I’ve read several short stories by Nina Kiriki Hoffman, since she’s a regular in Firebird anthologies. The narrator of “The Problem with Dating Shapeshifters” is unlucky enough to catch Zeus’s eye. Anyone whose read even a little mythology knows how that story goes.
I like Hoffman’s prose, which flows easily. I also loved her interpretation of Hera, as well as the story’s ending.
Reclaiming His Inner Ape by Terry Hayman
What happened to Sam and Mary’s relationship once she was no longer a damsel-in-distress, captured by King Kong? Terry Hayman’s diction sets the mood well, evoking the feel of the classic movie. I enjoy stories that look in at couples after the happily ever after, and liked where he went with Sam and Mary.
For a Few Lattes More by Annie Reed (no website found)
Terri, a Starbucks barista, frequently serves a cowboy who lives in a nearby park. This story is one a few that shows heroism in action instead of a hero off-duty. It also drops the character’s epiphany on the reader’s head like an anvil. I’d Annie Reed’s story more if it had any subtlty.
Beloved by David H. Hendrickson
“Beloved” tackles the Bible. David eventually married Saul’s younger daughter, but was first offered the hand of his eldest. This story follows Merab as she tries to help David and Michal get together. David H. Hendrickson’s Merab has a wry humor that livens up the story.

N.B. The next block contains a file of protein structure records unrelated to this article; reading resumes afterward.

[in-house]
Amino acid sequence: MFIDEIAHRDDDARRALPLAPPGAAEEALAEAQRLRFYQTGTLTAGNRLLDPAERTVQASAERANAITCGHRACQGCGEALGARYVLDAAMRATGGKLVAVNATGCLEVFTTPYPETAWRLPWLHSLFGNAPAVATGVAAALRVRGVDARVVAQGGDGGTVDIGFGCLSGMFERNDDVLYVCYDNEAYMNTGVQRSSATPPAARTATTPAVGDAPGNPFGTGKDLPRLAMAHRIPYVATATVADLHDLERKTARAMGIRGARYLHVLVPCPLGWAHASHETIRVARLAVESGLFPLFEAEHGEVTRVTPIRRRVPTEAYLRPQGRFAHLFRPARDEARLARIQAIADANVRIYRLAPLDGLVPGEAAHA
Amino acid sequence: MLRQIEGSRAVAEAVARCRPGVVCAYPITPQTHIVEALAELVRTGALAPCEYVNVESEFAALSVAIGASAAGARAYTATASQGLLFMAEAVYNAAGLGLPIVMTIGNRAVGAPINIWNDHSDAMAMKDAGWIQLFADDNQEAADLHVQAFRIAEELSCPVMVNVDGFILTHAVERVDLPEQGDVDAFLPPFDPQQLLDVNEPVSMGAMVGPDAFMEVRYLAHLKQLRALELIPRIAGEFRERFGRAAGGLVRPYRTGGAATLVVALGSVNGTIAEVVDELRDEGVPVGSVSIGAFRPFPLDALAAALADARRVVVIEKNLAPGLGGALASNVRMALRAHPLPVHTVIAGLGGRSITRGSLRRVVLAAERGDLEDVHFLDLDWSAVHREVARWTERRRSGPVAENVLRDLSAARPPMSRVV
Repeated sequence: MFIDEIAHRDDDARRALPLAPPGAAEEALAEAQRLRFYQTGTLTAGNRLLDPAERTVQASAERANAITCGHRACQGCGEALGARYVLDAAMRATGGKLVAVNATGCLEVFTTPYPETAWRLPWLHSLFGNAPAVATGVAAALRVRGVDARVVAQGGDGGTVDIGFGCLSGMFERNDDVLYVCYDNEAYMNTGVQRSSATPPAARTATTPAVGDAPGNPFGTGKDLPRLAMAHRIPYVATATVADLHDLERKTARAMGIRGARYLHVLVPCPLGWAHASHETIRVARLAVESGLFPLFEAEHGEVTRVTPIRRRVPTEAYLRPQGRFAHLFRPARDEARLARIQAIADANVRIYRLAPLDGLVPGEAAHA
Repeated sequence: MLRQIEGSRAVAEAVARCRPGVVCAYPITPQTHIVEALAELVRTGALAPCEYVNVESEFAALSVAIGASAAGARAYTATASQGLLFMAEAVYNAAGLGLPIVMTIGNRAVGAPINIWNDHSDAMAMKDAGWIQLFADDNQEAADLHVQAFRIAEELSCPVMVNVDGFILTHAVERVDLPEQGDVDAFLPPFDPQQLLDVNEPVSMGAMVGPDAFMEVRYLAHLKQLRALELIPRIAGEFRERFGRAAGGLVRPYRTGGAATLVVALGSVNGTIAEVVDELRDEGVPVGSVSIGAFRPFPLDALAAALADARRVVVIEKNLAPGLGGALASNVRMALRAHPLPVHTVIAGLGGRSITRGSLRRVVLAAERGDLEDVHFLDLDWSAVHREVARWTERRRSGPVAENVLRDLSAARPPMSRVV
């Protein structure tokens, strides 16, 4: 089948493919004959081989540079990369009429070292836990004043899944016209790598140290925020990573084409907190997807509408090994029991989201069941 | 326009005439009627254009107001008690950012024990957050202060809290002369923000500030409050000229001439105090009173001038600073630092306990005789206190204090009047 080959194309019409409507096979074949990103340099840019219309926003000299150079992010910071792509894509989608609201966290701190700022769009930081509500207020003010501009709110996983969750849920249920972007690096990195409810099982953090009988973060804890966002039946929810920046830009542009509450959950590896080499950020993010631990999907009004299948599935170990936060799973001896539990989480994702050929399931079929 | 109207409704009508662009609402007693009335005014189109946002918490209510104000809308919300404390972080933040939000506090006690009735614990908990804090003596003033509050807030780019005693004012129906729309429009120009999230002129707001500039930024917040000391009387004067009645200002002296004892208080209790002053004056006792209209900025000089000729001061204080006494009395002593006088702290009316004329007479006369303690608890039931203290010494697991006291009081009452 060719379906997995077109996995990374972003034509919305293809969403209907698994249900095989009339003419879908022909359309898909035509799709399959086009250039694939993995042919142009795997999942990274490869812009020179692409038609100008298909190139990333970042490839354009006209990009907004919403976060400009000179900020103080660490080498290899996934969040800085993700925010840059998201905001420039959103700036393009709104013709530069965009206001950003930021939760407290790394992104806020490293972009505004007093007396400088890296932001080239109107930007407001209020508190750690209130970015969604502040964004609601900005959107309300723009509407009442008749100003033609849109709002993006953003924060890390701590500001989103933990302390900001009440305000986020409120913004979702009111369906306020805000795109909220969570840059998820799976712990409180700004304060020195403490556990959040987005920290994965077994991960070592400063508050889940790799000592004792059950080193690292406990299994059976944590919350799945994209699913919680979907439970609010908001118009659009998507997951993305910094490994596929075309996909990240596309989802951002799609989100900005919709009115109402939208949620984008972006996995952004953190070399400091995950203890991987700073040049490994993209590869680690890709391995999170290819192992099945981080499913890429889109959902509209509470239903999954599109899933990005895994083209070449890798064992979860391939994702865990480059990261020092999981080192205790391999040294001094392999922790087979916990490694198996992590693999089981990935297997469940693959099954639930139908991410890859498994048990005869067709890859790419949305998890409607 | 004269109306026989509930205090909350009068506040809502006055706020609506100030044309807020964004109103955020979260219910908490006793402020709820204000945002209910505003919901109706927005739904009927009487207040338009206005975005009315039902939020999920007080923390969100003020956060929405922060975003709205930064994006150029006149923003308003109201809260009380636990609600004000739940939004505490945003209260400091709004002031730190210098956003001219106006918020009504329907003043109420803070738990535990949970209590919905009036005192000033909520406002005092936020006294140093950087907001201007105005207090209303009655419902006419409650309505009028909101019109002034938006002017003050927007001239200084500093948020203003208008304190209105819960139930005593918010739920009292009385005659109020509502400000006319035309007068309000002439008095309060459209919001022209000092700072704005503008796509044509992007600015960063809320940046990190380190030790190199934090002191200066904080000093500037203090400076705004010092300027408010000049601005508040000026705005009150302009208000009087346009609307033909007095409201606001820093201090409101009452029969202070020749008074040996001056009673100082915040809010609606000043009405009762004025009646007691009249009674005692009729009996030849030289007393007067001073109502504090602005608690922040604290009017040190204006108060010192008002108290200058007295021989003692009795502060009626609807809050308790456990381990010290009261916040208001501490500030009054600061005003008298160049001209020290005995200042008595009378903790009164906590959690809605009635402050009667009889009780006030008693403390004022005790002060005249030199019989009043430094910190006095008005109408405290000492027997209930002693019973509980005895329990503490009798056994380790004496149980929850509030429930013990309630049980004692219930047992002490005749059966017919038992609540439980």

Inspiration by Phaedra M. Weldon
A jogger is rescued by Oberon, King of the Fairies, which leads to a conversation between two people with very different sensibilities. I would’ve preferred if the story stuck to the conversation instead of involving another attacker, especially because it leads to a very corny speech. Like “For a Few Lattes More,” “Inspiration” lacks subtlty.
Honey, I’m Home by Pauline J. Alama (no website found)
Penelope is pissed that Odysseus took his sweet time coming home and then slaughtered everybody despite the fact she had everything under control. It’s an interesting take on The Odyssey, but Pauline J. Alama’s prose didn’t really capture me. She attempts the Homeric cadence, but in my opinion the end result leans a little more towards parody than pastiche.
Ballad of the Groupie Everlasting by Robert T. Jeschonek
“Ballad of the Groupie Everlasting” is a retelling of The Pied Piper through the point of view of Terpsichore, the muse of music. (Another story with an odd choice for a hero.) I found the story underwhelming and thought Robert T. Jeschonek’s choice to use modern diction was a misstep. It does have a strong ending, however.